THE WORLD FROM.The United Nations Where a Sense of Energy Infuses Diplomatic Efforts and the Pace of Resolutions Speeds Up at Year's End

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WHEN freed American hostage Terry Anderson first spoke with the press in Damascus, Syria, last week, his thanks included "that wonderful man a tall, dark figure standing behind him.

Italian-born Giandomenico Picco, special envoy to United Nations Secretary-General Javier Perez de Cuellar, had been quietly conducting talks with captors and governments for many months. It has been a risky and largely thankless job. Mr. Perez de Cuellar, who also played a central role, vows the work will continue until all hostages are free.

"The hostage game has been over for a long time," observes Augustus Norton, a political scientist at the United States Military Academy, "but I think a lot of this has to do with the simple doggedness and sincerity of Perez de Cuellar and his staff ... and the energy they invested in this."

Energy is the right word for almost every diplomatic effort under way at this once-staid institution. No longer does superpower rivalry block every UN effort to act. Even the 166 colorful flags (including those of seven new members) flapping vigorously in the breeze on First Avenue seem to be standing a bit taller.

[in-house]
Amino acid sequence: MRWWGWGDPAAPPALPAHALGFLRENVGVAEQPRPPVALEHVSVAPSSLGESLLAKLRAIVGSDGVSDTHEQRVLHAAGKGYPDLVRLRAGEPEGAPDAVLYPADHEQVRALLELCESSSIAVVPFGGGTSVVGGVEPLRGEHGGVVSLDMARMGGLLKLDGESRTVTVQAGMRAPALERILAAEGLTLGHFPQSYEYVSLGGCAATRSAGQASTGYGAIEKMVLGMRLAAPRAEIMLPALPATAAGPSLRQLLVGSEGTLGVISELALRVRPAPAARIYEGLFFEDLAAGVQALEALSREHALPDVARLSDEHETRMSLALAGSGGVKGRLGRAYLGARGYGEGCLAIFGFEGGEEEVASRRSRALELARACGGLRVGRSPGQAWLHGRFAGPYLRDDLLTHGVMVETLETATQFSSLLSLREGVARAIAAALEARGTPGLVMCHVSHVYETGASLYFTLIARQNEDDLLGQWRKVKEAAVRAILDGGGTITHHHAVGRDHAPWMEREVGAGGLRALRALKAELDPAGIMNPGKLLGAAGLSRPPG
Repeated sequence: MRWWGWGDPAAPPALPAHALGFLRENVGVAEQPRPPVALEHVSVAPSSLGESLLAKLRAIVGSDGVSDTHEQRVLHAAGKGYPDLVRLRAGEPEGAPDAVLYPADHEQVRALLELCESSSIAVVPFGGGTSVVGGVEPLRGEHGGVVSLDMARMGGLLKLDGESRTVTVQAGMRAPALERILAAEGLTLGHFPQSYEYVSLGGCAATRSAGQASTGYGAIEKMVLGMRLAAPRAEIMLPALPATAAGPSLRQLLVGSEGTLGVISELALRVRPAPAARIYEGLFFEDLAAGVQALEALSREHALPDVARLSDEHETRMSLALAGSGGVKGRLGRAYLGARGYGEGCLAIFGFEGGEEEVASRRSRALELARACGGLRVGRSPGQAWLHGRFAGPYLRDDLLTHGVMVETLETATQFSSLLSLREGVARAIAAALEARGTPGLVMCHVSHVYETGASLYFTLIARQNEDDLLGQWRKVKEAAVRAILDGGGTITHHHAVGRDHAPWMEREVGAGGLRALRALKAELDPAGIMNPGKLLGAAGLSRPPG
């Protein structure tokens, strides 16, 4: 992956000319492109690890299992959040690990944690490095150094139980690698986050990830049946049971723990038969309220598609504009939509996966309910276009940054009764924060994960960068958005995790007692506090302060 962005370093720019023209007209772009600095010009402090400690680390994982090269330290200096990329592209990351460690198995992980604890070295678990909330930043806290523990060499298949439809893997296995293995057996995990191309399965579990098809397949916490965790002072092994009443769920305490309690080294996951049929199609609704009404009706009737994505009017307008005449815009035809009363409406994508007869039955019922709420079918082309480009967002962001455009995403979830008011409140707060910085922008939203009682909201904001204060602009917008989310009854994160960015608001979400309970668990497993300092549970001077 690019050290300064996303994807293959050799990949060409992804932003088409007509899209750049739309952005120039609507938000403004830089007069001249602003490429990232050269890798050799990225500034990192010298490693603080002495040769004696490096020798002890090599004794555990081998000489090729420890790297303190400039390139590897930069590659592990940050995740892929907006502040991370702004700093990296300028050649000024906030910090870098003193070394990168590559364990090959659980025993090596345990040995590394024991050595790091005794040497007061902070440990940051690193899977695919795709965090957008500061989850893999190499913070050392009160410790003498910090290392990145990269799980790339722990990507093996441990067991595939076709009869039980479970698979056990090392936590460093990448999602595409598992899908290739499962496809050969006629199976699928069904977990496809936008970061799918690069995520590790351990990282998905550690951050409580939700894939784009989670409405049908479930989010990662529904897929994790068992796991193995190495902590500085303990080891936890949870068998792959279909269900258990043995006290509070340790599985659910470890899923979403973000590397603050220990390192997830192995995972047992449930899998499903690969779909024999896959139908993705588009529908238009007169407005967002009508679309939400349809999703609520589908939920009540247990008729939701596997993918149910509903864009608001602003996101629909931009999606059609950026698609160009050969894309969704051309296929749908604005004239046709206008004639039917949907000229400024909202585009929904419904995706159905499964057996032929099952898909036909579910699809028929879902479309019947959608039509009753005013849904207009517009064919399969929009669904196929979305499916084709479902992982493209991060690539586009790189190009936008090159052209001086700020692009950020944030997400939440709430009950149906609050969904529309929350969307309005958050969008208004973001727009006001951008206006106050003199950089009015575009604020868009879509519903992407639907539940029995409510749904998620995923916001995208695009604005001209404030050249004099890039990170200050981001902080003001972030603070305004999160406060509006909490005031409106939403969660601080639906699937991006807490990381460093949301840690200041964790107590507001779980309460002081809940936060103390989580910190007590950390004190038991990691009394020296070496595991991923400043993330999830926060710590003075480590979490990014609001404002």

"A growing sense of urgency seems to be building about the need to work together," Perez de Cuellar notes.

This week the El Salvador peace talks are expected to move from Mexico to New York where it is hoped that the UN's ample resources may give a "final push" to negotiations, says UN mediator Alvaro de Soto.

Meanwhile another special envoy, Cyrus Vance, just ended his latest round of discussions in Yugoslavia in preparation for the possible dispatch of a UN peacekeeping force there. The Security Council stands ready to send troops if a lasting cease-fire is reached and the secretary-general gives the word. …


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